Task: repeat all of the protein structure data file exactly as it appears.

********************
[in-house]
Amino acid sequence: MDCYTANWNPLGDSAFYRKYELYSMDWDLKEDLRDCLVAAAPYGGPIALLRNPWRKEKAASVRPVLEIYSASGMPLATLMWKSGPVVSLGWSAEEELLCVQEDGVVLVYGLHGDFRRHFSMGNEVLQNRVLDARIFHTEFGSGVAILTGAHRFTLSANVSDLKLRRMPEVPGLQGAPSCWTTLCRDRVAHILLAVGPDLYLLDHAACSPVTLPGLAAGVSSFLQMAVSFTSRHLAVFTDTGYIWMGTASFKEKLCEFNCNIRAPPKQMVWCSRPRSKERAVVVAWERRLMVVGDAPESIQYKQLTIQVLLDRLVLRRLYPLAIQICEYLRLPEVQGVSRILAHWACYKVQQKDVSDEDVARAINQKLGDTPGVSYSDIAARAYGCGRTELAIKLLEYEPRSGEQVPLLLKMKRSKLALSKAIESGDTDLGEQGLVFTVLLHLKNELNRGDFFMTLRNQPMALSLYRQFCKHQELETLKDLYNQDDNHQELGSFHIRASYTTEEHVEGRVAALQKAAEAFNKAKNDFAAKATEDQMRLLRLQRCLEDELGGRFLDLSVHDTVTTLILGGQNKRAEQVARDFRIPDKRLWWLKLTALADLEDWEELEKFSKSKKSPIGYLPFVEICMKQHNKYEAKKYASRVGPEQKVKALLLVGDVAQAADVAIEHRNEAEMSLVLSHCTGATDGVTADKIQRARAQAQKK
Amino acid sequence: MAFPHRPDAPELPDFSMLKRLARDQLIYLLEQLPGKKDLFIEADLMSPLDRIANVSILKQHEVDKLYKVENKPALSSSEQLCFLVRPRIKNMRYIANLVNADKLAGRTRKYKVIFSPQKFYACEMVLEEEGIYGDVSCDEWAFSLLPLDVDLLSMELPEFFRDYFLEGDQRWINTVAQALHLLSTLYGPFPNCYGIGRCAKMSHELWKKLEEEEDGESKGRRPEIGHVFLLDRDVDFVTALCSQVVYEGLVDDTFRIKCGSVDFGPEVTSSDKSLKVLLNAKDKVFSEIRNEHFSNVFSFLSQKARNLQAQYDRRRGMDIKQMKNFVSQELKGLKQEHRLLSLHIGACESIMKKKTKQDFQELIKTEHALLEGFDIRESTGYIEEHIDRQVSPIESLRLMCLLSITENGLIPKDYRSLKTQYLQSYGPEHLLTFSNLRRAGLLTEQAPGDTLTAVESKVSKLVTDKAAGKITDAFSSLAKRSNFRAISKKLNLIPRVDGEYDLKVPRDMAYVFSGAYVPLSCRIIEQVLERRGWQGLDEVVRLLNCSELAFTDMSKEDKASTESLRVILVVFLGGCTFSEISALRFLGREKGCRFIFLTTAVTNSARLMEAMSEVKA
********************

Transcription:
[in-house]
Amino acid sequence: MDCYTANWNPLGDSAFYRKYELYSMDWDLKEDLRDCLVAAAPYGGPIALLRNPWRKEKAASVRPVLEIYSASGMPLATLMWKSGPVVSLGWSAEEELLCVQEDGVVLVYGLHGDFRRHFSMGNEVLQNRVLDARIFHTEFGSGVAILTGAHRFTLSANVSDLKLRRMPEVPGLQGAPSCWTTLCRDRVAHILLAVGPDLYLLDHAACSPVTLPGLAAGVSSFLQMAVSFTSRHLAVFTDTGYIWMGTASFKEKLCEFNCNIRAPPKQMVWCSRPRSKERAVVVAWERRLMVVGDAPESIQYKQLTIQVLLDRLVLRRLYPLAIQICEYLRLPEVQGVSRILAHWACYKVQQKDVSDEDVARAINQKLGDTPGVSYSDIAARAYGCGRTELAIKLLEYEPRSGEQVPLLLKMKRSKLALSKAIESGDTDLGEQGLVFTVLLHLKNELNRGDFFMTLRNQPMALSLYRQFCKHQELETLKDLYNQDDNHQELGSFHIRASYTTEEHVEGRVAALQKAAEAFNKAKNDFAAKATEDQMRLLRLQRCLEDELGGRFLDLSVHDTVTTLILGGQNKRAEQVARDFRIPDKRLWWLKLTALADLEDWEELEKFSKSKKSPIGYLPFVEICMKQHNKYEAKKYASRVGPEQKVKALLLVGDVAQAADVAIEHRNEAEMSLVLSHCTGATDGVTADKIQRARAQAQKK
Amino acid sequence: MAFPHRPDAPELPDFSMLKRLARDQLIYLLEQLPGKKDLFIEADLMSPLDRIANVSILKQHEVDKLYKVENKPALSSSEQLCFLVRPRIKNMRYIANLVNADKLAGRTRKYKVIFSPQKFYACEMVLEEEGIYGDVSCDEWAFSLLPLDVDLLSMELPEFFRDYFLEGDQRWINTVAQALHLLSTLYGPFPNCYGIGRCAKMSHELWKKLEEEEDGESKGRRPEIGHVFLLDRDVDFVTALCSQVVYEGLVDDTFRIKCGSVDFGPEVTSSDKSLKVLLNAKDKVFSEIRNEHFSNVFSFLSQKARNLQAQYDRRRGMDIKQMKNFVSQELKGLKQEHRLLSLHIGACESIMKKKTKQDFQELIKTEHALLEGFDIRESTGYIEEHIDRQVSPIESLRLMCLLSITENGLIPKDYRSLKTQYLQSYGPEHLLTFSNLRRAGLLTEQAPGDTLTAVESKVSKLVTDKAAGKITDAFSSLAKRSNFRAISKKLNLIPRVDGEYDLKVPRDMAYVFSGAYVPLSCRIIEQVLERRGWQGLDEVVRLLNCSELAFTDMSKEDKASTESLRVILVVFLGGCTFSEISALRFLGREKGCRFIFLTTAVTNSARLMEAMSEVKA